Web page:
Applying the Look-Through Rules in Determining ‘Investment Partnership’ Status Under Section 721(b)

Many taxpayers choose partnership structures (including LLCs taxed as partnerships) to operate their businesses. The tax consequences of setting up and contributing property to a partnership can be beneficial because contributing property in exchange for interest in the partnership generally does not result in recognition of gain or loss for the contributing partner or the partnership. However, when property is contributed to an “investment partnership”, that same contribution may be treated as a taxable exchange to the contributing partner. Under section Internal Revenue Code, an “investment partnership” is a partnership in which more than 80 percent of the value of the assets of the partnership is from “stock and securities” that are “held for investment” (the “80 Percent Test”). Under the 80 Percent Test, “stocks and securities” include a variety of liquid assets, such as cash, stock in corporations and interests in other entities that hold such liquid assets. The determination of whether a partnership is an investment partnership with respect to a contribution is made immediately after the contribution. However, if subsequent events occur pursuant to a plan in existence at the time of the contribution, the determination takes into account those subsequent events.

‘Stock or Securities’ Defined

While cash is generally included in the 80 Percent Test, it is not clear if cash that is working capital is included. Although cash is included in the list of liquid assets treated as stocks or securities, all of the liquid assets considered in the 80 Percent Test must be “held for investment”. Accordingly, since working capital presumably is not “held for investment,” it would not be considered cash that is within the definition of stock or securities for purposes of the 80 Percent Test.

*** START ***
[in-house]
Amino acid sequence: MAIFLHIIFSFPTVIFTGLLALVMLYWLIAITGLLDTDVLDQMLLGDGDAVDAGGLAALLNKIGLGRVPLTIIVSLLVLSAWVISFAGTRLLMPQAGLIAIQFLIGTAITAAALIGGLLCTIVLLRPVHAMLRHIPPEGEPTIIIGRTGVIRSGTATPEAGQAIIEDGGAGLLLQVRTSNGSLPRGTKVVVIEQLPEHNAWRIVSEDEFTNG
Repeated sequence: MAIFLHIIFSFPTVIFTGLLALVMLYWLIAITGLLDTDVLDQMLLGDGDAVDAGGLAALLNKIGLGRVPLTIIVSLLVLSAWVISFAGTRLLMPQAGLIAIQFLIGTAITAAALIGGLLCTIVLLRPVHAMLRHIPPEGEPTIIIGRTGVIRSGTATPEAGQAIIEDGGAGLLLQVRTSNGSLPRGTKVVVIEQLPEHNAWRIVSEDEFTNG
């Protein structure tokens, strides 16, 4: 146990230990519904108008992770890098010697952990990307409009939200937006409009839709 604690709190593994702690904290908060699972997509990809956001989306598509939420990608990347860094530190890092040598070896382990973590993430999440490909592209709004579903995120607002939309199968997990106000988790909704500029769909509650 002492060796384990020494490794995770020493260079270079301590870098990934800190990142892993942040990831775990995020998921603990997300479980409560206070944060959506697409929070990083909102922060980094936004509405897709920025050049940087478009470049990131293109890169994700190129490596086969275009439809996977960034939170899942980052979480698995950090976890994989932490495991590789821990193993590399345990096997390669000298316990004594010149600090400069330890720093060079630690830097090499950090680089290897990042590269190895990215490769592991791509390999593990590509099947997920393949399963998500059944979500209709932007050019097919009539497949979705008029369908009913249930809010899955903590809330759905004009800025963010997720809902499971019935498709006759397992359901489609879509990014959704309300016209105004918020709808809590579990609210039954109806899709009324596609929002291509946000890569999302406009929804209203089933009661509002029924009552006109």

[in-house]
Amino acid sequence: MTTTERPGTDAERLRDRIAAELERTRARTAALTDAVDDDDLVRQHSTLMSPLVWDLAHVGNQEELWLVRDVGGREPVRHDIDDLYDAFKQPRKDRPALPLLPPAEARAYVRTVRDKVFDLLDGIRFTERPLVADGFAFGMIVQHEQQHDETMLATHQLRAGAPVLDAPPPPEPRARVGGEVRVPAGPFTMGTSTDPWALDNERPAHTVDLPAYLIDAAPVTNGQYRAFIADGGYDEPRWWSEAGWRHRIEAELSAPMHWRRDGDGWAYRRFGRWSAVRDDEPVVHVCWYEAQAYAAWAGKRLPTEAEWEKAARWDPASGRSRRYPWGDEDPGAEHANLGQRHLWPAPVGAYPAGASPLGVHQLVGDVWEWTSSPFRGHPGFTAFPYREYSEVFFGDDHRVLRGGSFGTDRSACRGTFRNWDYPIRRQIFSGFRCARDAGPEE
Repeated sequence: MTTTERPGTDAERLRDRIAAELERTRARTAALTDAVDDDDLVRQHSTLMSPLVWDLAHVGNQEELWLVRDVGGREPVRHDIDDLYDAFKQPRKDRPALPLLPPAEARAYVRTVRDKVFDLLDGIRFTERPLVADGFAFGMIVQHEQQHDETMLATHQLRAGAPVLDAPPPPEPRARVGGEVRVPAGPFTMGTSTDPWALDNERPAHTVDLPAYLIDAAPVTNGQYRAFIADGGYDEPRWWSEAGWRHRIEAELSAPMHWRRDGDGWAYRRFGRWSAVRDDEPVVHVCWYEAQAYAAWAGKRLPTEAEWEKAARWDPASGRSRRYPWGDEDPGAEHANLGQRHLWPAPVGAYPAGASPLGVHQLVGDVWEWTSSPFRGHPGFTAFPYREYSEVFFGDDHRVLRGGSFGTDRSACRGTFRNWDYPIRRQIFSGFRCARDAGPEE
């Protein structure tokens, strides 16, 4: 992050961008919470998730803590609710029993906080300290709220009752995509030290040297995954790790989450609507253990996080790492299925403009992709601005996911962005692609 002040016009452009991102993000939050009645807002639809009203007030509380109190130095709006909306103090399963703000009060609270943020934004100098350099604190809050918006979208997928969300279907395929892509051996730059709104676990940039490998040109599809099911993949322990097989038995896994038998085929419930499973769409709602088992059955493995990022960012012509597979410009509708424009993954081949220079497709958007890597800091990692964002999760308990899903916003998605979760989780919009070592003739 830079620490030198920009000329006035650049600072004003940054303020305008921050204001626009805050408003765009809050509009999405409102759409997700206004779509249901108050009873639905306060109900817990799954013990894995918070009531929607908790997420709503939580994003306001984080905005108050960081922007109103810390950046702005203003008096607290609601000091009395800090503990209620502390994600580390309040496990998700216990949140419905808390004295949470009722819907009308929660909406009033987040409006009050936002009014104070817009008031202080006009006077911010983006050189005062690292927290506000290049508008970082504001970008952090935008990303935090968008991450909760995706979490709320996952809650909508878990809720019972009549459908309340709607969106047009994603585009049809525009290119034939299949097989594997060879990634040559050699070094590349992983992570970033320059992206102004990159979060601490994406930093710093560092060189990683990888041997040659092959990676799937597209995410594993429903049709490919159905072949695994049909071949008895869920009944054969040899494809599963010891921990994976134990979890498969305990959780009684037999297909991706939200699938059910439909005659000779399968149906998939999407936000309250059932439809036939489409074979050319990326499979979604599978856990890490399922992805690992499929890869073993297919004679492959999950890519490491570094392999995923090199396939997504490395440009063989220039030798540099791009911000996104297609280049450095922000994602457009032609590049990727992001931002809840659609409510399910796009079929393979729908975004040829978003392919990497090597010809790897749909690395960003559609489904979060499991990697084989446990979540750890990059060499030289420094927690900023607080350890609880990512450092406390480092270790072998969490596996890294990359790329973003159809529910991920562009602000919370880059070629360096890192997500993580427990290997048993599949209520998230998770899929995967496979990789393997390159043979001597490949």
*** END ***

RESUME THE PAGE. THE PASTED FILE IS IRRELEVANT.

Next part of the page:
Certain practitioners appear to agree that cash held for working capital should not be included in the 80 Percent Test, but, in the absence of formal authority, the most conservative approach would be to treat operating cash as stock or securities for purposes of the 80 Percent Test. If faced with a situation in which the treatment of working capital is critical to the status of the partnership under the 80 Percent Test, it may be difficult to determine the appropriate amount of cash to treat as working capital. A reasonable methodology might be to determine the typical cash balances carried by companies in a similar industry, with a similar capital structure and cash-flow needs, though this data may be less available than metrics based on all current assets (rather than just cash). However, no formal guidance has been issued.

The Look-Through Rules

When applying the 80 Percent Test to a partnership, two look-through rules apply:

A partnership is treated as owning directly its ratable share of the assets held by any corporation in which it owns a 50 percent (by vote or value) or greater interest.